In my work and in my life, I have always been quite critical and even cynical about religion. I have argued in my work that religion, like other ethnic ties, are used by politicians to distract and divide. Yet today as I was in the audience during a relative's religious rite of passage (Bar Mitzvah), I was struck by how much of the prayers, songs, chants and other rituals are burned into my brain.
I hated going to services growing up, and spent most of my time in the synagogue figuring out how to climb to the top (twas a Frank Lloyd Wright design as you can see to the right). I stopped going to services after my Bar Mitzvah (which was a painful experience given how little I wanted to prepare for it) except for the high holiday services (Rosh Hashanah and Yom Kippur) when I was a teen and except for the occasional Bar Mitzvah of the next generation. Yet I found today's service (quite long) magnetic? That the songs and all the rest helped to generate a sense of commonality/community. Which is, of course, the point.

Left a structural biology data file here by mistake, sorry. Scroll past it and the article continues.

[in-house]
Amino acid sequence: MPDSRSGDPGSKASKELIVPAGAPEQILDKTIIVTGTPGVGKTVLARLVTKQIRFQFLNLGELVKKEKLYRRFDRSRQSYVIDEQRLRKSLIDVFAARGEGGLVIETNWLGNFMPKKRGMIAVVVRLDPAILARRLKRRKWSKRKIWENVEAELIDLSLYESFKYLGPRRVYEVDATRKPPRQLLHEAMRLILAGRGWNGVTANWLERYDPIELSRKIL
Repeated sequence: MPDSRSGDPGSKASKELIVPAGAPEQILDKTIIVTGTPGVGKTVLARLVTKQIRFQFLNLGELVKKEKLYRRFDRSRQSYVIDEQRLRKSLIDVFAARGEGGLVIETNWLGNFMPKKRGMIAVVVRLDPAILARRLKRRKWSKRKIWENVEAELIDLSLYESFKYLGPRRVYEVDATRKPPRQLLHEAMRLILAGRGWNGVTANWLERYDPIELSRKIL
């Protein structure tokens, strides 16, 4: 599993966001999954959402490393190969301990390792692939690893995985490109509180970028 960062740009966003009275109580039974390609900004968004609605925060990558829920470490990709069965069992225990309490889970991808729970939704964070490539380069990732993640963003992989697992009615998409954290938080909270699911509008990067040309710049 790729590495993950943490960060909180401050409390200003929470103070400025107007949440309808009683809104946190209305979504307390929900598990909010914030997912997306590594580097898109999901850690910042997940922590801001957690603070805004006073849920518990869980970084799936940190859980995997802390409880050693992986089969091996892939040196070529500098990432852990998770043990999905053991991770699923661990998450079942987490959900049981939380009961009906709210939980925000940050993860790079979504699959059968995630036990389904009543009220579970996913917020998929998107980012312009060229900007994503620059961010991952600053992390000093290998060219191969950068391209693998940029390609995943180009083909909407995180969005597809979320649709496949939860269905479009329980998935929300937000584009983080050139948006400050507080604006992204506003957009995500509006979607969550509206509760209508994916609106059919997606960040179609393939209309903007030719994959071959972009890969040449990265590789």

I still found myself outside more than inside. That even though I was born and raised in this community, I am an outsider as I do not believe. People can say that it is an ethnic community and one can belong even if one does not believe, but the core of the community is a shared belonging to a religious identity. While I remember how the songs are sung and how to say/chant the prayers, I do not do so because I am not willing to celebrate or promise my allegiance to this or any other god.
And this reminds me that any identification creates a sense of us and them. I was very much a them today despite the appearances of us-ness--the garb, the physical similarities to those around me. I was reminded of the title to my first book and its snazzy cover that neatly demonstrated the concept--that ties that bring (some) people together are also divisive.
I participated because family is more important to me than religious identity or differences. But I was uncomfortable and always will be at occasions like this.... until we get to the eating and drinking part. Oh, and the occasional dancing is ok, too.
One of my cousin's asked me to Semi-Spew today, but I am not sure this is what he was looking for. Oh well, you get what you pay for.